tax

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If you’ve gotten a phone call from someone identifying themselves as being with the IRS, threatening a lawsuit or instructing you to make a payment of some kind to them, there’s a 99.99% chance it’s a scam.

The IRS does not call, tweet, text, or use Facebook, Instagram, social media, instant messages or smoke signals to communicate with a taxpayer who owes money to the U.S. Treasury. They send letters (remember those?) via the U.S. postal service. And if the matter is weighty enough, the letter will come certified.

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Last week we looked at diversification of the assets that make up your investment portfolio. That’s what most folks think of when the term “diversification” is used. Think of it as your “investment recipe” and trying to get all the ingredients in there in all the right proportions.

But though less-often discussed, no less important is diversifying the tax treatment of your investments.

So once you have a general idea of the way you wish to position and diversify your assets, you need to determine where you want them to reside.

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Did you get a tax refund this year?

 

Maybe you look forward to getting a tax refund every year. Maybe you pay off some credit cards with it, other times you take a little vacation, do a small home renovation project or make another large purchase.

It’s almost like a savings account, right? Or better, an annual bonus payment!

But then you have this know-it-alI friend at work that says you’re giving the government a free loan. Are they right?

Well, back when savings accounts were paying 5%, your friends had a point.

elycefeliz / Flickr.com

$78.5 million in unclaimed property has been deposited to its rightful owners this year by the Louisiana Treasury Department. The success is the result of the department’s effort to upload 100,000 new names to the database that finds the heirs to property and other assets held by the state. Treasurer John Schroder says the big publicity push is finding the rightful owners of the money.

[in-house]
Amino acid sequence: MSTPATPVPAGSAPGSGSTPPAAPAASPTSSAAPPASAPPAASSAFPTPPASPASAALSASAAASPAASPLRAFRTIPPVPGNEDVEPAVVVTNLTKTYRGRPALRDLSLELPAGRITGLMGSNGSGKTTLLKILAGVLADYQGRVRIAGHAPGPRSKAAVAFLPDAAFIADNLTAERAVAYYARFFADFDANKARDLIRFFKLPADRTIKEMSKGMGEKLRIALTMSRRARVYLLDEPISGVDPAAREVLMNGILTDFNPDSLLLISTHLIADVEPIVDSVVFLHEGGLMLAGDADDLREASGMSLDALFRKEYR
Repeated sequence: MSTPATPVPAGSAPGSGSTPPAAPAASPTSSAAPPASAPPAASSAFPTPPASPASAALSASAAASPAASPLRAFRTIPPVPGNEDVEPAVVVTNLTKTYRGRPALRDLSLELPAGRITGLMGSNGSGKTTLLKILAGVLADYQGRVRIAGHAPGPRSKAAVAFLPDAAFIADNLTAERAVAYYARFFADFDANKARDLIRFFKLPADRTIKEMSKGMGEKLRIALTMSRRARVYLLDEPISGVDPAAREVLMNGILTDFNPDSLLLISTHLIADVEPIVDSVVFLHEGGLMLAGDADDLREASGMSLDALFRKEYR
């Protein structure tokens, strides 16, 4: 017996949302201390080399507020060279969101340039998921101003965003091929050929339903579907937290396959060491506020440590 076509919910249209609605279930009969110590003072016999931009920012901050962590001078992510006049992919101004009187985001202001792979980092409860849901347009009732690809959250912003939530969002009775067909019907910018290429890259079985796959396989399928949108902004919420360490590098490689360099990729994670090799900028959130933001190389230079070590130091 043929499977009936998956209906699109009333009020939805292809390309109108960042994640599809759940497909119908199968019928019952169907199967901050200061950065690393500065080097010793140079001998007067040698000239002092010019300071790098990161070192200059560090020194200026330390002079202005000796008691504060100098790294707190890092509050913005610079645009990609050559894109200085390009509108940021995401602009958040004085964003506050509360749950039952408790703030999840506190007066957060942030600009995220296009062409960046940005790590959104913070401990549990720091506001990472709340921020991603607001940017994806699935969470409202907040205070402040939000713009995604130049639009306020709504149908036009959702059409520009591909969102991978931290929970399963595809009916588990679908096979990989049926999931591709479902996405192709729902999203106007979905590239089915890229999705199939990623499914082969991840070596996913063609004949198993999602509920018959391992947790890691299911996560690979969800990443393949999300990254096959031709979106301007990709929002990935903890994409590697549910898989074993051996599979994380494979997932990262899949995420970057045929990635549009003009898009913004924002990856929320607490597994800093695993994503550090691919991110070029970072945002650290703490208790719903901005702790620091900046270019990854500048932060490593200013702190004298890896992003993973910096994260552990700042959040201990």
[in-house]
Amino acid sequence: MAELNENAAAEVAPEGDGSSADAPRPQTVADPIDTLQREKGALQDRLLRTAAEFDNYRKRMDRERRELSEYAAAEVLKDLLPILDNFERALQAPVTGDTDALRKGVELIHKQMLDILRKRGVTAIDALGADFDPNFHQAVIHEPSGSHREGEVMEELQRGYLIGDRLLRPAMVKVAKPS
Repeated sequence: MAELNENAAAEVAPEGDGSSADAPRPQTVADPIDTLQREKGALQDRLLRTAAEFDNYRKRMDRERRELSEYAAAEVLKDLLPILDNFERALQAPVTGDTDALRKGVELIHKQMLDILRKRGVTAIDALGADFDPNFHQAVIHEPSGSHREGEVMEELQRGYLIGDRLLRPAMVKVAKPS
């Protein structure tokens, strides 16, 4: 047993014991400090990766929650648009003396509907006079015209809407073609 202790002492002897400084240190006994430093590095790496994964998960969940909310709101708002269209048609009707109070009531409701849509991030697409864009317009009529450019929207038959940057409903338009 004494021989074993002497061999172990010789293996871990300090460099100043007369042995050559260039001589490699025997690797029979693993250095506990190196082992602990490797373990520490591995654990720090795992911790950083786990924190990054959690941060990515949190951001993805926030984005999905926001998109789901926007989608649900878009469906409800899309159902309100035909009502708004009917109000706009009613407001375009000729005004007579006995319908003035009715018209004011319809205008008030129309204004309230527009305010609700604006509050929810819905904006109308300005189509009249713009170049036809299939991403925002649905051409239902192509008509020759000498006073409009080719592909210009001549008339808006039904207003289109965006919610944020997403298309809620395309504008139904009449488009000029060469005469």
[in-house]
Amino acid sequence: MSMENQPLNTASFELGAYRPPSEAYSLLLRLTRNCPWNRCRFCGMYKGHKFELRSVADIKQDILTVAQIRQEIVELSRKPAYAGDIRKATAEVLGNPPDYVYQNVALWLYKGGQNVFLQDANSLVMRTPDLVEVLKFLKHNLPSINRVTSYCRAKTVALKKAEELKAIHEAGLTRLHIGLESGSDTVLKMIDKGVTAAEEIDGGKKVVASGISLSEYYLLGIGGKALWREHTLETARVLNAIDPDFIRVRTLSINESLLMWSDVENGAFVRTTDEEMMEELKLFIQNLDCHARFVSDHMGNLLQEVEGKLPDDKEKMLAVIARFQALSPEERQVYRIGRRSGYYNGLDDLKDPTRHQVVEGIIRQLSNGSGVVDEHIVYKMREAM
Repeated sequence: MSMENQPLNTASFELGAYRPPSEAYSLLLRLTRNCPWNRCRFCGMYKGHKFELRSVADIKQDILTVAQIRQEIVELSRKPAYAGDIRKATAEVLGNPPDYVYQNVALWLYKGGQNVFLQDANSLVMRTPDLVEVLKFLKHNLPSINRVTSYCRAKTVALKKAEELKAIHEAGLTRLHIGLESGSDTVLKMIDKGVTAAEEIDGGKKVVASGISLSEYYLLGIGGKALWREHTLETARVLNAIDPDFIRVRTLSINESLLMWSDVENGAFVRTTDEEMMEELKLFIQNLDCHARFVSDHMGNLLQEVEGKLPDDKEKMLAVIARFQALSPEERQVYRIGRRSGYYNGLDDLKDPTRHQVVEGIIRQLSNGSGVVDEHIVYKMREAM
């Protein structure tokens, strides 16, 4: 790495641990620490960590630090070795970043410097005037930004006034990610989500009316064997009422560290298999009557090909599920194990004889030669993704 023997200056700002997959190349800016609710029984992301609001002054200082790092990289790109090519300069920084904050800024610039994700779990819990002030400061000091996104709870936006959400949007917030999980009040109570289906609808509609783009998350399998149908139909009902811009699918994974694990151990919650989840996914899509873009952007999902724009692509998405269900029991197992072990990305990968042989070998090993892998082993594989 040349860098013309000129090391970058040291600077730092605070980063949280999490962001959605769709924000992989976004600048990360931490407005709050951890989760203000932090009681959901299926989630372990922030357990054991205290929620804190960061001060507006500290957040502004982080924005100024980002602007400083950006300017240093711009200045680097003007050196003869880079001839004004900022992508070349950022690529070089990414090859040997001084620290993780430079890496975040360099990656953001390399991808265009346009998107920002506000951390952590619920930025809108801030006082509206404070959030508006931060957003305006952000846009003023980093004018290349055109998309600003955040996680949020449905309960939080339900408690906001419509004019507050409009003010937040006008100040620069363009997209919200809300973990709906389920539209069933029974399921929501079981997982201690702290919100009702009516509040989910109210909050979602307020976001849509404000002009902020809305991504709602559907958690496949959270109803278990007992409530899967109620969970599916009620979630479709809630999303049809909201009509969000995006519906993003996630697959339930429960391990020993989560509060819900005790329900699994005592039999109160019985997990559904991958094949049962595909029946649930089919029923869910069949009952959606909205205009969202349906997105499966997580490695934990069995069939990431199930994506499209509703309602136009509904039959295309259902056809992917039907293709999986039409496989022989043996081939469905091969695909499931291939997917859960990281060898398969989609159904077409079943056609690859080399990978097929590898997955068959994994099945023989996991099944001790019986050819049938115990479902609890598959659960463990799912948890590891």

Follow this link to check the state database and claim your unclaimed money.

GotCredit / Flickr.com / https://creativecommons.org/licenses/by/2.0/

Louisiana is taking more taxes out of workers’ paychecks. The state constitution allows for it, if the federal government lowers their tax brackets, which they did last month.  Baton Rouge area CPA Brandon LaGarde says it won’t be that drastic of a change.

 

The state tax wage adjustment is automatic as it is built into the Louisiana Constitution.  LaGarde says your employer has nothing to do with the change.

 

LaGarde says the federal tax break outweighs the state’s updated tax withholding tables, meaning you still take home more than you did last year.

house.gov

Congressman Ralph Abraham says a tax reform package will pass in the next few days. The Republican congressman explained that tax reform was passed by the Congress and now must be approved by the Senate. If approved, the two plans will be merged into a conference bill and will ultimately be sent to President Trump for approval. 

Abraham believes the tax overhaul could supercharge the economy and benefit most tax payers by doubling the standard deduction and lowering tax rates.

Delinquent Property Taxes List

Nov 27, 2017

The following link is to a list of businesses in the parish that have property taxes delinquent for one or more years. These taxes are for inventory, furniture and fixtures, and machinery/equipment. Owners of these businesses need to contact the tax collector at (318) 324-2436 to pay these taxes or make payment arrangements to avoid any possible legal actions.

Cell Phone Tax

Jun 20, 2017
Hamza Butt / https://creativecommons.org/licenses/by/2.0/

Gov. John Bel Edwards announced Monday that he has signed into law a bill enacting a new 4.5-cent monthly tax on cellphones.

The dollars will pay for technology assistance and services for people who are deaf or hard of hearing.

Current law imposes a 5-cent monthly tax on landline phones, with the money deposited into the Telecommunications for the Deaf Fund. The bill will drop that rate to 4.5 cents a month but expand the tax to wireless services.

The tax change by Rep. Patricia Smith, a Baton Rouge Democrat, takes effect Oct. 1.